People who have partial sight or who are losing their sight slowly over time tend to hold on to their identity as sighted people. It is more like they don't see well rather than they are somewhat blind. We have explored the varied and complicated reasons why people do this throughout the semester. When someone who has been sighted takes the first step towards learning braille they can go through a lot emotionally. When you start to read braille it means that you really don't see anymore.

One way I like to work with adults who are losing vision and learning braille is by making up a kit of resources and fun things they can use to help themselves become more accustomed to braille. Using raised letters to make signs to help someone get used to using their fingers and finding some colorful poster paper to make high contrast signs and labels for around the house can be nice as well. I also like having the candy dots on the sticky paper for a fun treat. You can form your words and then eat them!

Remember that people who learned to read print before they became blind will miss looking at the letters and they will have to work harder to learn braille than the children do. Making braille pretty and interesting to look at as well as feel is a great way to assist in the emotional adjustment.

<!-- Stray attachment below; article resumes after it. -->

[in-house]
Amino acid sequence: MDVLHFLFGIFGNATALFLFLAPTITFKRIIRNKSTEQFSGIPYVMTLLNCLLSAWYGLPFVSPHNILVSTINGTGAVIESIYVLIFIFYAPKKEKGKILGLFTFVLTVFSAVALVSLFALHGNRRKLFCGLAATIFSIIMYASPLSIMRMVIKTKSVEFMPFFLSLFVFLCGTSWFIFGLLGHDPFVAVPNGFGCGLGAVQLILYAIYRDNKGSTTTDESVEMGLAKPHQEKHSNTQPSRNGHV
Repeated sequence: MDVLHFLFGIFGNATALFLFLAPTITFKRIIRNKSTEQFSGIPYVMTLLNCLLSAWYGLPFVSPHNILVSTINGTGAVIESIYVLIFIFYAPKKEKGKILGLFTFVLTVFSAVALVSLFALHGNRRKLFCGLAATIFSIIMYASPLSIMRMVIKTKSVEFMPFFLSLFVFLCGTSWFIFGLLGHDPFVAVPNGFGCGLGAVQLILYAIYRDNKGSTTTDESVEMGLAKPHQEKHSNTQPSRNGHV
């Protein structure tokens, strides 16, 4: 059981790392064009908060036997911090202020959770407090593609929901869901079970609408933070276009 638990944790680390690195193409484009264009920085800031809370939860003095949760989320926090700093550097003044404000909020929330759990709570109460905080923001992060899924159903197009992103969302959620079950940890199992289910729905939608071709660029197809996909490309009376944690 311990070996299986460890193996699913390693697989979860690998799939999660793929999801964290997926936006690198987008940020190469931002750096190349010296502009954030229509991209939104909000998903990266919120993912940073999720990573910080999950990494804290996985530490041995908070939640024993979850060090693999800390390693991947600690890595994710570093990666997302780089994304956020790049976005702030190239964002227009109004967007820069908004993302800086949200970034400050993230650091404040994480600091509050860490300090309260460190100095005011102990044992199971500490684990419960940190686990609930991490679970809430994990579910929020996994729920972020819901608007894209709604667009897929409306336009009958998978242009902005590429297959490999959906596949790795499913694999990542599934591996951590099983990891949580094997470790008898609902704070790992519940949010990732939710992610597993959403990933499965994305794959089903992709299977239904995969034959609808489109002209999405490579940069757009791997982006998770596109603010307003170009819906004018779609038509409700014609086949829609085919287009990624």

Braille is also not something people share with sighted friends and family. I only ever hear of parents learning braille so they can communicate with their children. Using braille can feel isolating to adults until they get used to it since no one around them is likely to use it. This can feel isolating to the adult trying to learn braille and the individual may resist learning it.

Using computers fitted with screen reader programs and other types of technology does help both children and adults feel more connected to the people around them. Even if the people in their lives don't understand how the technology works there is usually less of a feeling of isolation when communicating through technology.

The Shift Back to Braille